Historiography and Popular Culture

On Sunday, HBO debuted their follow-up miniseries to the critically acclaimed series Band of Brothers, The Pacific. Unlike Band of Brothers, the Pacific is based off of two books, With the Old Breed: At Peleliu and Okinawa by Eugene Sledge and Helmet for My Pillow by Robert Leckie, although a companion book, The Pacific, written by Hugh Ambrose, the son of Stephen Ambrose, author of numerous World War II narratives, including Band of Brothers. I have my reservations about Ambrose and his style of history. When I was working on my final paper for my undergraduate work, I attempted to work in several of the books that included Operation Overlord, to no avail, which proved to be an interesting lesson in the role of historiography in the public's eye, and huge differences between academic history and popular history.

The Pacific falls well within the popular history realm, which has its own set of limitations and expectations. When Band of Brothers was released, it saw with it a huge explosion of follow-up memoirs, stories and histories that capitalized in the major anniversary of the war, along with the ever growing numbers of World War II veterans who were dying at the time. Suffice to say, there has been an incredible push to hear their stories of the last 'great war'. Walking into a bookstore over the weekend, I saw that the books about the Pacific Theater of Operations have been given a prominent location, and I have little doubt that there will be a resurgence of interest in the Pacific aspect of the Second World War.

The Pacific theater was the area of World War II where I first became interested in history: first with the Pearl Harbor attack, and soon with a book called Ghost Soldiers, by Hampton Sides, about the survivors of the Bataan Death March, as well as a couple of other books, before I moved over to read extensively about the European Theater of Operations. While a number of the books that I read were interesting insights into the Second World War, I've found them very difficult to get back into, with a couple of exceptions.

The main issue with a lot of these books is that they are some form of biography or profile of a small number of people and their direct experiences with warfare. While this accomplishes the point of the book, i.e. illustrating a singular experience with the subject's experiences, it's not necessarily about warfare itself, it's about how people react under incredible pressures. This, I think, is the source of the fascination with the Second World War, a conflict so broad that it covers numerous experiences that soldiers were tested in a number of different ways and different situations. However, the most important lessons from the Second World War aren't necessarily the experiences of individuals: it is the actions and long-term events that led to the conflict that require the most study, elements of warfare that do not reach the public consumption level with big miniseries events and films such as The Pacific and Band of Brothers.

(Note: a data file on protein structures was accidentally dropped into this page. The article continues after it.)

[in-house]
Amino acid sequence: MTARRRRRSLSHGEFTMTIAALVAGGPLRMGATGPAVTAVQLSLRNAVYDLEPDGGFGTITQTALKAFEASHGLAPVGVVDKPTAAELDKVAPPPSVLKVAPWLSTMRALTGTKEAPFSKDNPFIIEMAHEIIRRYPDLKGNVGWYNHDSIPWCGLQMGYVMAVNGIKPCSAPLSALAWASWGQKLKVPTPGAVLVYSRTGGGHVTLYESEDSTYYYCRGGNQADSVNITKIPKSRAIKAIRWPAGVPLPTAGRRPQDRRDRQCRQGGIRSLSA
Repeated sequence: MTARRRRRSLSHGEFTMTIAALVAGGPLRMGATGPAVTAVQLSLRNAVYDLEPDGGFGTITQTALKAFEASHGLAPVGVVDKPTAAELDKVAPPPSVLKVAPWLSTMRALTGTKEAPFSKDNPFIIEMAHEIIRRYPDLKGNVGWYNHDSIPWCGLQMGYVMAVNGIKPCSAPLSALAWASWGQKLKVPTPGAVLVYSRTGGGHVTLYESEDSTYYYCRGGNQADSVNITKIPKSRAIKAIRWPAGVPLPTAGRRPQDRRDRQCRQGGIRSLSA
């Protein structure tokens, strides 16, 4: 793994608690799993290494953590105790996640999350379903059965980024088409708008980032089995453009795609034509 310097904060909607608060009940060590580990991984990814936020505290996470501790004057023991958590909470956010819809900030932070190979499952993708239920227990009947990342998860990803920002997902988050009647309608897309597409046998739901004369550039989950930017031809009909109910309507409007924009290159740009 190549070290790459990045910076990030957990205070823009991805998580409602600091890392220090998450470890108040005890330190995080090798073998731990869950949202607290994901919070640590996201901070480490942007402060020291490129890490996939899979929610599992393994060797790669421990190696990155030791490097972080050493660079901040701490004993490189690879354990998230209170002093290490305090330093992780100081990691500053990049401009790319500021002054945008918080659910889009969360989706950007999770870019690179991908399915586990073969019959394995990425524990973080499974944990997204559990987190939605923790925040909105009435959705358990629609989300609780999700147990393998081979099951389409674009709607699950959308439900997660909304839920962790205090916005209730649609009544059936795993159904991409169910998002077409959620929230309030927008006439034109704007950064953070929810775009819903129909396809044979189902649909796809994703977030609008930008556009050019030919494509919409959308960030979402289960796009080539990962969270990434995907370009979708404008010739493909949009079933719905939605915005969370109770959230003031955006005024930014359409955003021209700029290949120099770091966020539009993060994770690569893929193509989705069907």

The historiographical level of history is a much broader look into the roots of warfare itself, examining the intersections between technology, leadership and social elements under fire. Soldier stories fill only a singular element in a much larger picture, and productions such as Band of Brothers and the Pacific. One of the dominant problems is that these books are generally taken at more than face value - Band of Brothers, despite its popularity, accounts for just one unit among many in the entire picture of the American and British operations, and largely doesn't look at much of the bigger picture involved with military operations. A similar book, The First Men In, by Ed Ruggero, is a similar story, about the 82nd Airborne division and their actions during Operation Overlord, and proves to be an exceptional book on airborne operations on a larger scale, while still keeping a number of the personal aspects of the soldiers intact.

What it comes down to, in a lot of ways, is how popularity affects a book or historical study. Certainly, World War II has remained an extremely popular war to study and to read about, given the scale of the conflict, while other conflicts, because of their outcomes and perceptions, are largely unknown to the public eye, such as Korea, Vietnam and numerous smaller conflicts that serve an extremely important role in American foreign policy and history. Much as only reading a bestseller World War II book will not give you a good idea of the larger picture of said conflict, only focusing on the extremely popular elements, people, conflicts and battles will likewise provide a limited view of the bigger picture.